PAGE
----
The Queens delegation to Congress could well take a hit as the state cuts two seats when redistricting this year.
And the election this month of Rep. Bob Turner (R-Queens and Brooklyn) in the 9th District has cast a monkey wrench into the work being done by the state legislature’s redistricting committee.
“Despite what Assembly Speaker Shelly Silver (D-Manhattan) said, Bob Turner’s election will have an effect,” said Brian Browne, assistant vice president of government relations at St. John’s University and an adjunct professor of government and politics Monday.
“It makes things more complicated because when that was Anthony Weiner’s district, it was going to be easy to eliminate,” he said. “Now the Democrats will have to look elsewhere to sacrifice one of their own. And a lot comes down to just how hard the Republicans will fight to preserve Bob Turner.”
Area Democrats who are members of Congress include Joe Crowley (Queens and Bronx), Carolyn Maloney (Manhattan and Queens), Nydia Velazquez (Queens, Brooklyn and Manhattan), Gary Ackerman (Queens and Nassau) and Gregory Meeks (Queens).
Crowley is the Queens Democratic chairman.
The conventional wisdom is that the legislature, by gentlemen’s agreement, would eliminate a Republican district upstate and a Democratic one in or around New York City as the state drops from 29 House seats to 27, the lowest number in nearly 200 years.
Weiner’s 9th District was an early favorite among Democrats, as Weiner, though popular with his constituents, was not well-liked by his colleagues in Washington. Dividing his district also could strengthen neighboring Democrats like Ackerman and Crowley.
A texting scandal forced Weiner to resign, and Turner scored an upset win over Democrat David Weprin.
State and local government and party officials all say that it is far too early to know what will happen. But the new district lines must be in place in time for next year’s elections.
Cuomo has said he will not tolerate “business as usual” in deciding how redistricting will be done and who will do it, though Browne said a bill Cuomo put forth in February foundered.
“He hasn’t specified what he will veto or how much business as usual he will tolerate,” Browne said.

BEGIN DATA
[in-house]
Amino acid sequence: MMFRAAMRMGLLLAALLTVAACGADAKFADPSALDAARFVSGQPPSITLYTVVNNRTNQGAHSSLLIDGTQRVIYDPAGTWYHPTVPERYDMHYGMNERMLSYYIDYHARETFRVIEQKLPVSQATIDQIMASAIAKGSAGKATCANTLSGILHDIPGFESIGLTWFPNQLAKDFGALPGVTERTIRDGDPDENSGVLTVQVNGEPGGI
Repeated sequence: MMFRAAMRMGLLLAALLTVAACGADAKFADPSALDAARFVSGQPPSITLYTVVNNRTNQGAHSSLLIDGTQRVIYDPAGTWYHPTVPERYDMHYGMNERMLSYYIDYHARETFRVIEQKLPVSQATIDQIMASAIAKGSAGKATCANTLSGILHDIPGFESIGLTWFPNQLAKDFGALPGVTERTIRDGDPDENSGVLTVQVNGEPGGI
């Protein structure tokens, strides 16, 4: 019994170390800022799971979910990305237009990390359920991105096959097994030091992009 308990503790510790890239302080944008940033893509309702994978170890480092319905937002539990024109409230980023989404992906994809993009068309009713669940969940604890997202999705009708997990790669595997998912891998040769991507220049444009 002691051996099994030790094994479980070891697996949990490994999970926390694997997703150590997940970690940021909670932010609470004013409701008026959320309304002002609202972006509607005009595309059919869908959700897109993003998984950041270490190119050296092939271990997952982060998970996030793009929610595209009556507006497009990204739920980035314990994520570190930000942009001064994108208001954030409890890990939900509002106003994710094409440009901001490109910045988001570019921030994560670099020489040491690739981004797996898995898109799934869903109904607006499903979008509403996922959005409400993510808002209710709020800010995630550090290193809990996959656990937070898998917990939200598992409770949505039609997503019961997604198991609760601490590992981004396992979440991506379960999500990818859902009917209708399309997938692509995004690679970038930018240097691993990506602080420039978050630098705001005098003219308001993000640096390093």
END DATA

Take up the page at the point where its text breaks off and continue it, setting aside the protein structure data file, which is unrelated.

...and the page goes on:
Cuomo’s office did not respond to messages seeking comment; nor did the Queens County Democratic Committee.
Michael Whyland, Silver’s press secretary, said the speaker would reserve comment until the legislative task force has done its job. Senate Majority Leader Dean Skelos (R-Nassau) did not return calls.
As for the process itself, former mayor Ed Koch has called on Cuomo to set up an independent redistricting commission that would take more than incumbent protection into consideration.
A recent poll conducted by Quinnipiac University found New York voters favor an independent commission by a margin of 70 to 17, but also found some favor at least some legislative input.
“The legislature will draw up its plan and Gov. Cuomo will sign it or veto it,” said Maurice Carroll, director of the Quinnipiac Polling Institute. “And it’s going to wind up in court.”
Anthony Casale, chief of staff to New York State Republican Chairman Ed Cox, said the process is not an easy one, nor is speculating on what districts will be lost.
“You can’t look at it by district or borough or county,” Casale said. “They have to look at the entire state as a whole. And it’s a lot like a balloon — push in at one point and it expands out somewhere else.”
In regard to Browne’s comments on protecting Turner, Casale and Vince Tabone, vice chairman of the Queens Republican Committee, said Republicans will concede no seats without a fight.
“It’s obvious that people of the 9th District voted for Bob Turner to continue representing them as a district,” Tabone said. “David Weprin is a nice enough guy but he pretty much made it clear that he was going off into the sunset in 14 months rather than stay and fight to maintain the district.”
Browne said some talk has Republicans carving a part out of the 9th to strengthen Rep. Michael Grimm (R-Staten Island).
“I don’t see the need,” Tabone said. “Mike Grimm was elected with strong numbers and I think he’ll be re-elected with strong numbers.”
While Meeks is facing ethics and potential criminal investigations, Browne believes Democrats will turn upstate to give up a seat, possibly that of Kathy Hochul of the 26th District.
Hochul won a special election earlier this year in a historically Republican stronghold in the Buffalo-Rochester region less than two weeks before the Weiner scandal broke.
“If you did it strictly by math, Democrats would eliminate Louise Slaughter’s district, also upstate, because that’s where the population losses have been,” he said.
But Slaughter, whose district runs adjacent to Hochul’s along Lake Ontario, also is an entrenched 13-term incumbent.
“They don’t always do it strictly by math,” he said. “And what’s funny is that they all will hire lobbyists to represent them before the state legislature.”
And the wild card, said Browne, is the U.S. Department of Justice, which under the Voting Rights Act must approve all districts in racially and ethnically diverse areas like New York City.
Leroy Gadsden, president of the Jamaica Branch of the NAACP, addressed those very concerns in testimony before the redistricting committee on Sept. 7.
“Every election day we see attempts to dilute our voting strength,” Gadsden said. He called on the state to design every district with equal population ratios and to end racial gerrymandering.
In her testimony on Sept. 7, Queens Borough President Helen Marshall said wholly-contained districts inside each borough is of utmost importance.
“Protecting our neighborhoods and fighting for our needs requires cohesive representation,” she said.
Right now only Meeks’ district is located entirely within Queens